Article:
Tax-cut bills roaring out of committees
Saturday, March 4th 2006, 12:18 pm
By: News On 6
OKLAHOMA CITY (AP) _ Hundreds of millions of dollars in tax-cut bills are roaring out of House and Senate committees in this election year, but most do little to help low- and moderate- income Oklahomans who need tax relief the most, critics say.
The main emphasis so far this session has been on cutting the maximum state income tax rate of 6.25 percent and reducing or eliminating the estate tax. Both measures would mostly aid the wealthiest taxpayers, but their sponsors say the bills are vital to economic development.
Tax equity has been hardly mentioned and that's unfortunate, says David Blatt, policy director for the Tulsa-based Community Action Project, an anti-poverty agency.
Blatt said a report released last week by the Washington-based Center on Budget and Policy Priorities shows Oklahoma is one of 19 states where a family of four living below the $19,400 federal poverty level owes state income taxes.
``None of these proposals provide much benefit to the average, low-to-moderate income working family,'' he said. ``If you are taking home $7 or $10 or $12 an hour, these proposals are not going to help you deal with rising costs and growing needs.
``Low-income working families are noticeably absent from measures that both chambers have been pushing.''
Republican House Speaker Todd Hiett, R-Kellyville, has proposed a $235 million tax reduction package which would pare the income tax to 5.85 percent at a cost of $130 million and eliminate the estate tax, an $87 million item.
Democratic Gov. Brad Henry has offered a more modest plan, about $62 million, which would eliminate the income tax for most retirees, a $35 million cut, reduce estate taxes by $23.4 million and establish a sales tax holiday for back-to-school purchases, a $3.8 million cut.
The Democratic Senate leadership signed off on the sales tax holiday and also a sales tax exemption for NBA tickets and tickets to other pro sports and has kept its options open on other tax proposals.
Among the tax-cut bills approved by the Democrat-controlled Senate Finance Committee is a $481 million income tax reduction sponsored by Sen. Scott Pruitt, R-Broken Arrow. The committee also approved another GOP-backed bill to eliminate the estate tax over three years.
``We have decided that we're going to leave all the options on the table for negotiations later in the session,'' said Sen. Jay Paul Gumm, D-Durant, finance chairman.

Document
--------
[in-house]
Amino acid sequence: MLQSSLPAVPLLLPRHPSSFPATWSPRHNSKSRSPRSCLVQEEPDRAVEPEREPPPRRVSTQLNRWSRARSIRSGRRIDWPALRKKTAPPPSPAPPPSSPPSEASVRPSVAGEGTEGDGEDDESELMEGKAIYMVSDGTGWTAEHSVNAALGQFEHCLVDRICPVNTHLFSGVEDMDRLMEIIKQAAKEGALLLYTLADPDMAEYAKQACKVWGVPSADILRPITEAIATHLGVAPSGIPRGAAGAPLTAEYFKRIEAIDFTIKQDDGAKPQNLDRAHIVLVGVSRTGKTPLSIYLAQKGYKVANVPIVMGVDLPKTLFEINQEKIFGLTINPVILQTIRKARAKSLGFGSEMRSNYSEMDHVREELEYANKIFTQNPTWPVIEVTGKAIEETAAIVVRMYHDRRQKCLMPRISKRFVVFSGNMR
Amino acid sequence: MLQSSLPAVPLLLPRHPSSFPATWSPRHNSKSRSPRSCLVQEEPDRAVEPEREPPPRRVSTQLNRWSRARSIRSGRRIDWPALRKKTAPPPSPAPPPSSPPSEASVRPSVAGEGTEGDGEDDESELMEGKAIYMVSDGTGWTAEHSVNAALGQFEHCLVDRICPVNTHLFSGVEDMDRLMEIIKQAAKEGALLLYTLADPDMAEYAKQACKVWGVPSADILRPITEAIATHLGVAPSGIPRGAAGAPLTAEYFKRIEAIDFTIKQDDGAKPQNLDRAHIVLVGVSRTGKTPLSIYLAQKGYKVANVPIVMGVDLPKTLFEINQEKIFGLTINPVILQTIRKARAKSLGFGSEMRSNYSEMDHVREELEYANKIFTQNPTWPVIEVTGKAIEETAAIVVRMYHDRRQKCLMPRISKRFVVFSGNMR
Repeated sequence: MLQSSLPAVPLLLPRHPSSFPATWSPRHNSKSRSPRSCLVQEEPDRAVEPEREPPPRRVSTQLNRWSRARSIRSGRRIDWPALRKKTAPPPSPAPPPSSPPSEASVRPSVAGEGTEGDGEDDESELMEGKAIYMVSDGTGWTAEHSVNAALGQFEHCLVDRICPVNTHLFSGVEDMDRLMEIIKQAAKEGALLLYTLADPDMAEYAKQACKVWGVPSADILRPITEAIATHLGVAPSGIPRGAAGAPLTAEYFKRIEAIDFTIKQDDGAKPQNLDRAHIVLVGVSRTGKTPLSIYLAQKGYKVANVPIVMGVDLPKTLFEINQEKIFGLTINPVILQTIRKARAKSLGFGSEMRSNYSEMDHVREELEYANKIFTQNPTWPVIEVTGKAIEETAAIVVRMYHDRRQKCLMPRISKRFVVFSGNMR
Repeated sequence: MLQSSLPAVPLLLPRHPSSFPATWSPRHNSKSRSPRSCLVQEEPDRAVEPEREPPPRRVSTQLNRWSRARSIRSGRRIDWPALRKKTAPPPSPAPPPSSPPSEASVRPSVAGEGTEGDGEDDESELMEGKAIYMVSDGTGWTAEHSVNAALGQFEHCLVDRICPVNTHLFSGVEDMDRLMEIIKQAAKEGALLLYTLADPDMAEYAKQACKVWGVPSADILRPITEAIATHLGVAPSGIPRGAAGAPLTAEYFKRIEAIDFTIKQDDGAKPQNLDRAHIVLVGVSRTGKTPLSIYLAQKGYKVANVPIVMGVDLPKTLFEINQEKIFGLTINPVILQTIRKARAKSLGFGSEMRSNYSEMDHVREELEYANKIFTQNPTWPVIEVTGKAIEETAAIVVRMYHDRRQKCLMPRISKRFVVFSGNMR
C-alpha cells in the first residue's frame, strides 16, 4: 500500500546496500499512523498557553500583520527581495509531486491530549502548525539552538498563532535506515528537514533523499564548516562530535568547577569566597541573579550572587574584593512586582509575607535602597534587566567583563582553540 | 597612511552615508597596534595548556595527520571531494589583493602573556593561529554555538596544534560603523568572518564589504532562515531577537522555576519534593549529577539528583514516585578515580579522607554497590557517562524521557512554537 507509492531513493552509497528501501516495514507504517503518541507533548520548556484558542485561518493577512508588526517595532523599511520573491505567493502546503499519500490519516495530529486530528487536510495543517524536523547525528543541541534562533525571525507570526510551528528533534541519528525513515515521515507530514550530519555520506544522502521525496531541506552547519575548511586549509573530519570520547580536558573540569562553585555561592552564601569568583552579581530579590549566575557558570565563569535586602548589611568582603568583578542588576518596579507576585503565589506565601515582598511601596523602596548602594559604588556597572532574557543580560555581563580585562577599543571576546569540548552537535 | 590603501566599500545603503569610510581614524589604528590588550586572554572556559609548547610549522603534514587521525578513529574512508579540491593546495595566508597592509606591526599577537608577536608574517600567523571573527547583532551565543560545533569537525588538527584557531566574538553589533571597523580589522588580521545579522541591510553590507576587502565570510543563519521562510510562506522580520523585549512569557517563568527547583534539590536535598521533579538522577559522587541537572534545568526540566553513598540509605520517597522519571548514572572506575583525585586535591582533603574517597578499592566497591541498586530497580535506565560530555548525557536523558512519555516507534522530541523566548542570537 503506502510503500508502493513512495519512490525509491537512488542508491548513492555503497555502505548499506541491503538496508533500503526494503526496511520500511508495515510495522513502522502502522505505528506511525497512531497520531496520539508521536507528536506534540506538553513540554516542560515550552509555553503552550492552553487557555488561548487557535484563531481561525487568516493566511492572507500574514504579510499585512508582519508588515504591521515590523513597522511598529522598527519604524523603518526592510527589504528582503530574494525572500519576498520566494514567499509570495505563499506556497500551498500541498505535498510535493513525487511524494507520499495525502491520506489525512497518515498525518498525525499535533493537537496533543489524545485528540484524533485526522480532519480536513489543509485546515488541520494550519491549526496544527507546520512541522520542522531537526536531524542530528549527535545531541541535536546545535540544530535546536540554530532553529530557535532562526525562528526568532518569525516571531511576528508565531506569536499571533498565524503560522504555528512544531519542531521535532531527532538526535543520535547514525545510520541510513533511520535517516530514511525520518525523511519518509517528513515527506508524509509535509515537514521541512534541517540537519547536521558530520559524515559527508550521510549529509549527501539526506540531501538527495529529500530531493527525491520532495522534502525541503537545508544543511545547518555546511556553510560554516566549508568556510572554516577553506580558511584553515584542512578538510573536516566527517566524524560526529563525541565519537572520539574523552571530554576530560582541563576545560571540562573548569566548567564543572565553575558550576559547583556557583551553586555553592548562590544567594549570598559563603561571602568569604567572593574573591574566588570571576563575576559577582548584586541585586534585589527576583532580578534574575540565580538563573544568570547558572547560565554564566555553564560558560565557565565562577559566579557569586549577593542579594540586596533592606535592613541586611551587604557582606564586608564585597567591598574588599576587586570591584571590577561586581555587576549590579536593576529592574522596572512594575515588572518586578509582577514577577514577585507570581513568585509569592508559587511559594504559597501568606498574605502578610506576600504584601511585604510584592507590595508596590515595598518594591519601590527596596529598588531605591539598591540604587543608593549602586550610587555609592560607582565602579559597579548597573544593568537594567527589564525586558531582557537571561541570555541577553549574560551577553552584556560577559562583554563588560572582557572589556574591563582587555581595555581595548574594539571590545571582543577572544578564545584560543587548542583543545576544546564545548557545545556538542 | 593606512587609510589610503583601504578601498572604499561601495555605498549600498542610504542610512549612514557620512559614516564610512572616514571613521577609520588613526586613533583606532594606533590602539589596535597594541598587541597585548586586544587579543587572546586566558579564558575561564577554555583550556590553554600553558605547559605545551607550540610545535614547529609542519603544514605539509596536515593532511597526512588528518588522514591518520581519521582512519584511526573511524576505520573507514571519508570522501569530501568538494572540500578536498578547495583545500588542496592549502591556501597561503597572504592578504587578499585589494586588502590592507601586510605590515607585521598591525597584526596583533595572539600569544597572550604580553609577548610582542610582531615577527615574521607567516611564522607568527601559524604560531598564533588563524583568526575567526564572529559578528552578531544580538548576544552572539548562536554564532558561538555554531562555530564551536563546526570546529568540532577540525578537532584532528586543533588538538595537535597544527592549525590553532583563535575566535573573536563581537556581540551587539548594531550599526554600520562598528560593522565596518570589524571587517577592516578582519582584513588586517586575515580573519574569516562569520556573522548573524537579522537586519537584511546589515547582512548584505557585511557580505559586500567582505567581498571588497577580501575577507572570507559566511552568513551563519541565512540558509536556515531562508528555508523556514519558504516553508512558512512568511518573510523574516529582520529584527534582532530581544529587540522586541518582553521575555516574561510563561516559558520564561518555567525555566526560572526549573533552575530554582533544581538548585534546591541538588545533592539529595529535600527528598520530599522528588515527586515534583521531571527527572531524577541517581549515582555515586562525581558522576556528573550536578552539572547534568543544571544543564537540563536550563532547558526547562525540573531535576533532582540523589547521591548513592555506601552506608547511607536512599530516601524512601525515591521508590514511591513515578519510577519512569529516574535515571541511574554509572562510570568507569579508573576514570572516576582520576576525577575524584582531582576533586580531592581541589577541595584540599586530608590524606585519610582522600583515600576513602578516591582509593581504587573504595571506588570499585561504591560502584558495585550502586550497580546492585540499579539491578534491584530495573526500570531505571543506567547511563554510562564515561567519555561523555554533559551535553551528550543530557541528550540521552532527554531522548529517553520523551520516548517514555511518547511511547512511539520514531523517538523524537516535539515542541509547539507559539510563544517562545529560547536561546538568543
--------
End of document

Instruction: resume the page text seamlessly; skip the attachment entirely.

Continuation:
Sen. Kevin Calvey, R-Del City, chairman of the House Revenue and Taxation Committee, has a similar approach. He said he would try to keep most tax cuts alive ``unless it is an outrageous deal.''
Most of the tax bills are expected to easily pass on the House and Senate floors since they will be headed for joint conference committees for further work. That will allow lawmakers to brag about voting for the tax cuts, even though those bills may not emerge later in the session for a final vote.
One bill that did not make it out of the Senate committee, to Blatt's dismay, was a proposal to double the state's Earned Income Tax Credit that is now set at 5 percent of the federal EITC. It would have cost $27 million.
``We know that the EITC is the single most effective public policy in helping raise working families with children out of poverty,'' Blatt said.
Some lawmakers do not like the EITC because it allows the working poor to get large rebates, sometimes more than taxes that were withheld. Supporters see it as an important tool in keeping families off welfare.
``That was a party-line vote when all of our (Democratic) members were not in the room,'' Gumm said of the defeat of the EITC bill in his committee.
In the past, Republicans in the House have proposed eliminating the sales tax on groceries, which would greatly benefit the working poor.
But that proposal has not been advanced by the GOP leadership since Republicans took over the House in 2004 for the first time in 80 years.
Rep. Thad Balkman, R-Norman, is one Republican who has been advocating that change since he came to Legislature six years ago, but he says it hasn't been a priority of either the Democratic or Republican leadership.
``I've been kind in a lonely position,'' Balkman said. ``Everybody says they like the idea, but I've had a hard time getting the grocery tax plan atop the tax-cut agenda.''
However, he said Calvey has agreed to allow his measure to be heard in committee this week.
Most states exempt groceries from the sales tax or have no sales tax, but Balkman said its $200 million cost has made it a difficult proposition to sell in the Oklahoma Legislature.
Another reason, he said, is that ``there is no special interest group that is lobbying for this. Typically, the big donors are more concerned about income and estate taxes. The average Joe can't afford to take off work and come to the Capitol to lobby the Legislature to abolish the sales tax on groceries.''
Balkman said with a $600 million budget surplus, this is the year when policy-makers could approve the exemption, which he said would save the average family of four at least $200 a month.
Blatt said on the positive side, the Legislature included in a record $150 million tax cut last year a plan to double from $2,000 to $4,000 the standard deduction most low and moderate income taxpayers use on their income tax forms. The deduction is still far below the deduction allowed on federal income tax returns.
Calvey said his emphasis on cutting the top income tax rate is geared toward generating economic activity in the state that will eventually lift the standard of living of all Oklahomans.
For his part, Gumm said Senate negotiators will insist on a balanced tax-cut plan when final decisions are made. ``Senate Democrats are more concerned with empowering the middle class and lifting up working families,'' he said.